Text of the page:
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Stories from a prison cell

The cold steel bars lock away more than a man's soul
The cold steel bars lock away more than a man's soul
Photo courtesy California Department of Corrections and Rehabilitation

Some of the most horrifying and eloquent tales of terror ever written haven’t come from the imagination of authors such as Stephen King, but from writers only a handful of dedicated readers are familiar with. Their stories aren’t about the nightmarish realms of dark fantasy. Instead, they’re agonizing tales of the harsh realities of prison life. Authors such as Odell Waller, a sharecropper sentenced to death for killing his landlord over 50 sacks of wheat in the early 1940s, paint an eerie picture of what it’s like to wait for the hangman’s noose. His short story, “Give us this day our daily bread,” tells the tale of a man waiting to die, his personal terror growing stronger as each day brings him closer to his execution. A tragic image of his situation is painted darkly in the simple yet poignant line, “as my time comes near, each second means I am one nearer my grave.” While Waller was illiterate, he was able to have his story written for him through an intermediary. Waller is just one of many unknown writers whose prison stories come to us in the form of journals and letters.

Another tale worthy of reading is the diary of Alfred Dreyfus, written while he was incarcerated on the notorious Devil’s Island in formerly French controlled Guiana. The diaries, to be given to his wife upon his death, chronicle his decent into the madness of the harshest penal colony of all time. It was his hope of one day being reunited with her that got him through the often violent ordeal of imprisonment.

In addition to countless unknown incarcerated writers, a host of well known authors and activists have done hard time in prison and have written about it. Socrates, Francois Villon, Napoleon, Gandhi, and Martin Luther King Jr. have all written firsthand about their experiences behind the cold steel bars of a cell.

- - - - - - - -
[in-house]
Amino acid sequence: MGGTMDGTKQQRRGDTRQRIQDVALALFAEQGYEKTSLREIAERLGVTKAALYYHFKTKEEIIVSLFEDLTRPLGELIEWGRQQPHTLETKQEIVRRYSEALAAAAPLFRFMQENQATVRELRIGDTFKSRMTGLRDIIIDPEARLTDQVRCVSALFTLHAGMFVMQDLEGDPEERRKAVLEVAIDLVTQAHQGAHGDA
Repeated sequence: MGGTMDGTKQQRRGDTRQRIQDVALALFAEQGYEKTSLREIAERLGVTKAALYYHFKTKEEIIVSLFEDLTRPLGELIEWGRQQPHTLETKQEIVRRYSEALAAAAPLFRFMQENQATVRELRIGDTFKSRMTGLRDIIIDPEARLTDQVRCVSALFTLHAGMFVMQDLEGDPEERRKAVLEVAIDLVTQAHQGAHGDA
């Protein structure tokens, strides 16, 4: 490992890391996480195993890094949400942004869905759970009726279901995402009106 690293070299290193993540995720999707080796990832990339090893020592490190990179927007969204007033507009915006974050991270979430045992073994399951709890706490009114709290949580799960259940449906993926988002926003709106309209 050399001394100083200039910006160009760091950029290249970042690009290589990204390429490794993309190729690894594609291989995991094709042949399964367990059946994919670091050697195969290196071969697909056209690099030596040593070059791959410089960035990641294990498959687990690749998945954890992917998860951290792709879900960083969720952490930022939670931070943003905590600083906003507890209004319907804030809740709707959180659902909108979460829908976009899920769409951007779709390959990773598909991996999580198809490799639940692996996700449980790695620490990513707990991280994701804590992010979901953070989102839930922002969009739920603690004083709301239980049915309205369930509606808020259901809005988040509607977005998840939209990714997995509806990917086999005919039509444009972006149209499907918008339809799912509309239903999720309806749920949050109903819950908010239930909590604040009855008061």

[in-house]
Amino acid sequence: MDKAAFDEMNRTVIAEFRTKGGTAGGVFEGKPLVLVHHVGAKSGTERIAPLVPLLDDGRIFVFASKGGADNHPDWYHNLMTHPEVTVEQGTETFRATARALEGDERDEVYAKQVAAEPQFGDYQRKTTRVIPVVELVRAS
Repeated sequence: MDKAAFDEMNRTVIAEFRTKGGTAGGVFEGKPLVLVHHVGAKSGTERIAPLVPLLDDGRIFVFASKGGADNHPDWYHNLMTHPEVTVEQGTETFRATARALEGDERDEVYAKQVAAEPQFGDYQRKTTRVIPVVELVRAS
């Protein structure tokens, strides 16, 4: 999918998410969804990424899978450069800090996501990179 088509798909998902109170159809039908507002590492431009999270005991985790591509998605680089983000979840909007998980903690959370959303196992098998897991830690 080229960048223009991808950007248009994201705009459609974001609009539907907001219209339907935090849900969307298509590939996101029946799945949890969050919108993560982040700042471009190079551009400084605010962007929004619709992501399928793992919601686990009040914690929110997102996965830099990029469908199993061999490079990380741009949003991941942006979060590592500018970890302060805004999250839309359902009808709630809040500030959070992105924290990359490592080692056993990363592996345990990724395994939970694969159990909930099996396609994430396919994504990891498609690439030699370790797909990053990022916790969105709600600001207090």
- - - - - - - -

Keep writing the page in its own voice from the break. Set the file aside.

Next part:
Today, organizations such as Pen American Center’s Prison Writing Program teach prisoners how to express themselves through creative writing. This artistic outlet provides men and women a way of telling their stories, offering a glimpse into how they ended up incarcerated and perhaps helping someone headed in the same direction from making similar mistakes. For those of us who may have had better breaks in life, their writing reminds us of how fortunate we are. However, no matter who you are or where you come from, there’s nothing better than a good story and the best stories come straight from the heart. There are many books written by prisoners, published by small presses, that don’t end up in major book retailer’s superstores. I suggest you Google prison writing yourself and search a few out. If you ever get a chance to find a copy of “The Great Prisoners,” pick it up. It’s a historical anthology of prison writing that spans two thousand years. Here are some links to a few facinating stories: Wall Tappings (An Anthology of Women's prison writings), Prison Writings: My Life is My Sun Dance and lastly, The Great Prisoners which you'll have to search for at used bookstores since its out of print.